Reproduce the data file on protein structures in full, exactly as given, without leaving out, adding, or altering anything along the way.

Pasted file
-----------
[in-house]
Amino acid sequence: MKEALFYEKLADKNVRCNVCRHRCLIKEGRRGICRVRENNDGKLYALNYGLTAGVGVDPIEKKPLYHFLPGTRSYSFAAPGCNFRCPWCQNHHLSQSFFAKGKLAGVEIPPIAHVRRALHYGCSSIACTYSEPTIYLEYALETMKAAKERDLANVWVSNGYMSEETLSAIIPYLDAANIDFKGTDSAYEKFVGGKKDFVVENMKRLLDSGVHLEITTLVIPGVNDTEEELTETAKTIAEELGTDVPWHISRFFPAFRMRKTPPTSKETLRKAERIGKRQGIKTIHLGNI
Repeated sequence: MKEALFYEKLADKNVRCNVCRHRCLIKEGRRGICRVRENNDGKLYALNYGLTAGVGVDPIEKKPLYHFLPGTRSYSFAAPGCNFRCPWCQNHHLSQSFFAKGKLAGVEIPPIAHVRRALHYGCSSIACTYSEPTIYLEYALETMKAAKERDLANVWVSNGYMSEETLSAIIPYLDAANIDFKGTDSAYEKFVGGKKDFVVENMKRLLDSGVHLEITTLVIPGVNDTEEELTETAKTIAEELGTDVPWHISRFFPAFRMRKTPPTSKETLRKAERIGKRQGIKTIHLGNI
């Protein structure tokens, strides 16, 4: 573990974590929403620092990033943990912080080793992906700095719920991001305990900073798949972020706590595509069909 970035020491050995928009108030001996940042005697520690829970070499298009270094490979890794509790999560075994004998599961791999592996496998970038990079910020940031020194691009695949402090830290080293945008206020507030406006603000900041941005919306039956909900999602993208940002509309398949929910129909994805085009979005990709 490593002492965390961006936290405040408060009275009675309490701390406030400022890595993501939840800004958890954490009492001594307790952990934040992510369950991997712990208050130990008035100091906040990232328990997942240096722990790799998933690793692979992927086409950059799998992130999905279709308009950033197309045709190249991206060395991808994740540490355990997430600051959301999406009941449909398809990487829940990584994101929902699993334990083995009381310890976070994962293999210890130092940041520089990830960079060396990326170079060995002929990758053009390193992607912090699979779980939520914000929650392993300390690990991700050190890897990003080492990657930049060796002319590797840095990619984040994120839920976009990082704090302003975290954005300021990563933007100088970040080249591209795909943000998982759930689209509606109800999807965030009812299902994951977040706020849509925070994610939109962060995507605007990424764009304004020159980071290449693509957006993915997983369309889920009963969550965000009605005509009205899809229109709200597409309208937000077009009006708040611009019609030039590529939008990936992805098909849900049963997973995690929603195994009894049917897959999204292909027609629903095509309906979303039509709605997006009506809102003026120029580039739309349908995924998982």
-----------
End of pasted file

[in-house]
Amino acid sequence: MKEALFYEKLADKNVRCNVCRHRCLIKEGRRGICRVRENNDGKLYALNYGLTAGVGVDPIEKKPLYHFLPGTRSYSFAAPGCNFRCPWCQNHHLSQSFFAKGKLAGVEIPPIAHVRRALHYGCSSIACTYSEPTIYLEYALETMKAAKERDLANVWVSNGYMSEETLSAIIPYLDAANIDFKGTDSAYEKFVGGKKDFVVENMKRLLDSGVHLEITTLVIPGVNDTEEELTETAKTIAEELGTDVPWHISRFFPAFRMRKTPPTSKETLRKAERIGKRQGIKTIHLGNI
Repeated sequence: MKEALFYEKLADKNVRCNVCRHRCLIKEGRRGICRVRENNDGKLYALNYGLTAGVGVDPIEKKPLYHFLPGTRSYSFAAPGCNFRCPWCQNHHLSQSFFAKGKLAGVEIPPIAHVRRALHYGCSSIACTYSEPTIYLEYALETMKAAKERDLANVWVSNGYMSEETLSAIIPYLDAANIDFKGTDSAYEKFVGGKKDFVVENMKRLLDSGVHLEITTLVIPGVNDTEEELTETAKTIAEELGTDVPWHISRFFPAFRMRKTPPTSKETLRKAERIGKRQGIKTIHLGNI
């Protein structure tokens, strides 16, 4: 573990974590929403620092990033943990912080080793992906700095719920991001305990900073798949972020706590595509069909 970035020491050995928009108030001996940042005697520690829970070499298009270094490979890794509790999560075994004998599961791999592996496998970038990079910020940031020194691009695949402090830290080293945008206020507030406006603000900041941005919306039956909900999602993208940002509309398949929910129909994805085009979005990709 490593002492965390961006936290405040408060009275009675309490701390406030400022890595993501939840800004958890954490009492001594307790952990934040992510369950991997712990208050130990008035100091906040990232328990997942240096722990790799998933690793692979992927086409950059799998992130999905279709308009950033197309045709190249991206060395991808994740540490355990997430600051959301999406009941449909398809990487829940990584994101929902699993334990083995009381310890976070994962293999210890130092940041520089990830960079060396990326170079060995002929990758053009390193992607912090699979779980939520914000929650392993300390690990991700050190890897990003080492990657930049060796002319590797840095990619984040994120839920976009990082704090302003975290954005300021990563933007100088970040080249591209795909943000998982759930689209509606109800999807965030009812299902994951977040706020849509925070994610939109962060995507605007990424764009304004020159980071290449693509957006993915997983369309889920009963969550965000009605005509009205899809229109709200597409309208937000077009009006708040611009019609030039590529939008990936992805098909849900049963997973995690929603195994009894049917897959999204292909027609629903095509309906979303039509709605997006009506809102003026120029580039739309349908995924998982």